There are also some long-standing mission-critical workloads that absolutely nobody wants to touch, least of all to port from AIX's near-Unix implementation to Linux. (Somebody once explained AIX to me as "imagine you'd never seen Unix, but somebody had described it to you over a noisy phone line...").

      1. Peter Gathercole Silver badge

        Re: Redundancy relocation

        Hmm. That's a bit rich calling AIX a Near UNIX implementation! AIX is a UNIXtm, nearly the last one that owes anything to the original AT&T code (I'm excluding Solaris and HP/UX, as they're pretty much legacy now).

        I suspect that the comment you quote may well have come from a person familiar with Sun. In the mid '90s and 00's such people thought that SunOS/Solaris was UNIX, but in reality, SunOS was as much a flavour of UNIX as AIX was. You'd have to look at UNIXware to see something that was real genetic UNIX with little vendor change (yes, I am aware that Sun were part of the SVR4 development, but even there, Solaris implemented some things differently).

        It is true that IBM introduced differences, The actual UNIX system call layer described in section (2) of the manual was enhanced, often with extra parameters, but the version exposed to users under the default call names worked the same (often the system call name had an "x" appended to it to get the enhanced function, so open() gave the normal function, and openx() gave the enhanced function). But AIX remained SVID, Posix and UNIX03 certified, and is now compliant with the Version 4 of the Single Unix Standard maintained by The Open Group.

        In addition, many of the management interfaces were different, but they were not in the UNIX standards. But other vendors had their own management tools, IBM was not unique there.

  3. Reginald O.


    What does IBM do anymore? Anyone know? Seems like a horseshoe company that failed to become a tire maker.

    1. seven of five

      Re: IBM

      You'd be amazed how much money there is in horseshoes (and hoovenails).

      citation: Friend is a blacksmith. She lives rather good from it. And she is very busy.

      1. MyffyW Silver badge

        Re: IBM

        A horseshoe maker is rather a specific operation, being a blacksmith opens up many sources of revenue

        1. Dante Alighieri

          Horse shoes

          Farrier better to be an expert in a niche.

      2. disgruntled yank

        Re: IBM

        Not really what I think of when I hear "big iron", but good for her!

    2. Anonymous Coward
      Anonymous Coward

      Re: IBM

      "What does IBM do anymore? Anyone know?"

      Systems that run 24X7, with updates that are a walk in the park (ie. doesn't break every 10% of the executables running on top), good and powerful CPUs, well integrated into the AIX OS. Other stuff as well.

  4. Pirate Dave Silver badge

    So IBM has/had around 160 AIX developers in total? I can't decide if that seems a lot or too little.

    1. Peter Gathercole Silver badge

      Remember where AIX is in it's lifecycle.

      Most of the development on the current versions of AIX has been done over 30+ years, and as it's now mostly functionally stable, with no changes in a large part of the code base, it does not need a huge development team.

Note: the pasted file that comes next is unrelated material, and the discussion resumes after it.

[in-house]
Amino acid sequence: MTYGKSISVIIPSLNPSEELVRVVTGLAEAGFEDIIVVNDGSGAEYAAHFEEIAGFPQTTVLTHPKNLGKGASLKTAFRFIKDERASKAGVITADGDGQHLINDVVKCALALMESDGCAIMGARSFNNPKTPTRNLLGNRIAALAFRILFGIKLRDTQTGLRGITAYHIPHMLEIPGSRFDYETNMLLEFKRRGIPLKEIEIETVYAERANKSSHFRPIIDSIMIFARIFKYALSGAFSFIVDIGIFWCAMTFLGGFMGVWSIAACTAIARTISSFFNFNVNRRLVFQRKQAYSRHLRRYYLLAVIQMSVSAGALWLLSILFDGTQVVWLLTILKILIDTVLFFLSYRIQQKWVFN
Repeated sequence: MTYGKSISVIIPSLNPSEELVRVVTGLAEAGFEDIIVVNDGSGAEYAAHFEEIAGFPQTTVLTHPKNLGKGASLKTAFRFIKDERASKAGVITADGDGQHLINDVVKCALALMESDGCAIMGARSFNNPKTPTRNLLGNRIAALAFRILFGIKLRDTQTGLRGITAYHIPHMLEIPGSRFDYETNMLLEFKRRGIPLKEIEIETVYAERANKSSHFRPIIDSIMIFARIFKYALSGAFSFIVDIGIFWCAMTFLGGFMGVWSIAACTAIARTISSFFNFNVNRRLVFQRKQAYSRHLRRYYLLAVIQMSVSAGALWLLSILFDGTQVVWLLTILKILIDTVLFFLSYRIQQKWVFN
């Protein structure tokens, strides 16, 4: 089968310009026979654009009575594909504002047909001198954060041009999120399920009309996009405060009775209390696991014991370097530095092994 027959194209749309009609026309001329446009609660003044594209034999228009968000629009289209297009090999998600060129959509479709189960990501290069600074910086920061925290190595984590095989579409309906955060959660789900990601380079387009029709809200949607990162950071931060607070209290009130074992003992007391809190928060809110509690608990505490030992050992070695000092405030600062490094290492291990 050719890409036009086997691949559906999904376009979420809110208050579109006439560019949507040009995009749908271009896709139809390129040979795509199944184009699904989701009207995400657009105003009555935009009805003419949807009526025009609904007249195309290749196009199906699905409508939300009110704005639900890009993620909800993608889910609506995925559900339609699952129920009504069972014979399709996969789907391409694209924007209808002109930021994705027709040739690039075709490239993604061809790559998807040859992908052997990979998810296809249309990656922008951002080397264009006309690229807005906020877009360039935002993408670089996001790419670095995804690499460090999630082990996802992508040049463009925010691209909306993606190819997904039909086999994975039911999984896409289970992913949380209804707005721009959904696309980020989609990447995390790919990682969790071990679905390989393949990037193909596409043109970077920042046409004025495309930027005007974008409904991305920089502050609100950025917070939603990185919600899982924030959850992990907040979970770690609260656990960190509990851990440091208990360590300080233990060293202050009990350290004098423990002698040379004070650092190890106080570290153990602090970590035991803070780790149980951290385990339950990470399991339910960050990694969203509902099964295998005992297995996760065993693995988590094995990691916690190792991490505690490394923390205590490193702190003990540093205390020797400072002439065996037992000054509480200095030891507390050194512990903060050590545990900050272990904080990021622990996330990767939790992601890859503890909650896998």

Back in what I would imagine most people would call the heyday of AIX, the '90s and '00s, there were many hundreds of people working just in Austin on AIX development, and many more in other related developments and the Level 3, 2 and 1 product support teams in the US and around the world. When I was in the L2 team in the UK in the '90s, there were about 30 people just in that centre.

      Since about 2010, the basic AIX code has remained mostly static (which is why a lot of people complain that AIX is now quite backward compared to Linux, which is moving away from traditional UNIX at quite a pace), and the people working on AIX have basically just been working on the new features that allow things like live partition mobility and dynamic kernel patching and new Power feature, and not touching anything that doesn't need changing.

      So yes. It's not that many, but for what they're doing, it does not need to be a huge number.

  5. Fruit and Nutcase Silver badge

    New old sayings

    Old: "All roads lead to Rome"

    New: "All IBM jobs lead to India"

  6. Fruit and Nutcase Silver badge


    Advanced Interactive eXecutive

    An Ignominious eXit

    All India eXperience

    Advanced Indian eXecutive (aka Arvind Krishna CEO, IBM)

  7. Anonymous Coward
    Anonymous Coward

    I've been told the Watson Health group being redeployed in 2022 got together outside of IBM communications during their redeployment and shared information with one another, including ages, internal placement at IBM, external hiring outside of IBM, and early retirement. My contact tells me those numbers are going to be released once some legal matter are settled. IBM use to release numbers like that during layoffs, but found a legal loophole around continuing do to that, so now you will only know if you collect that info internally with other employees.

    1. Anonymous Coward
      Anonymous Coward

      There are even apparently a bunch of recordings with IBM management, HR, and leadership that were made during the Watson Health redeployment showing how IBM handled this.

  8. Liam Proven (Written by Reg staff) Silver badge

    Sad, but foreseeable

    AIX was the first UNIX I ever got to sit and play with. SMIT was a rather nice tool.

    But when I wrote -- yikes, already 8 years ago! -- that they were selling PowerPC servers that didn't support AIX, only Linux:

    ... the writing was on the wall.

    1. Anonymous Coward
      Anonymous Coward

      Re: Sad, but foreseeable

      IBM heard you and have stopped selling Power systems that do not support or run AIX!

      Also there are other developers/developments associated with AIX code, for example PowerVM VIOS,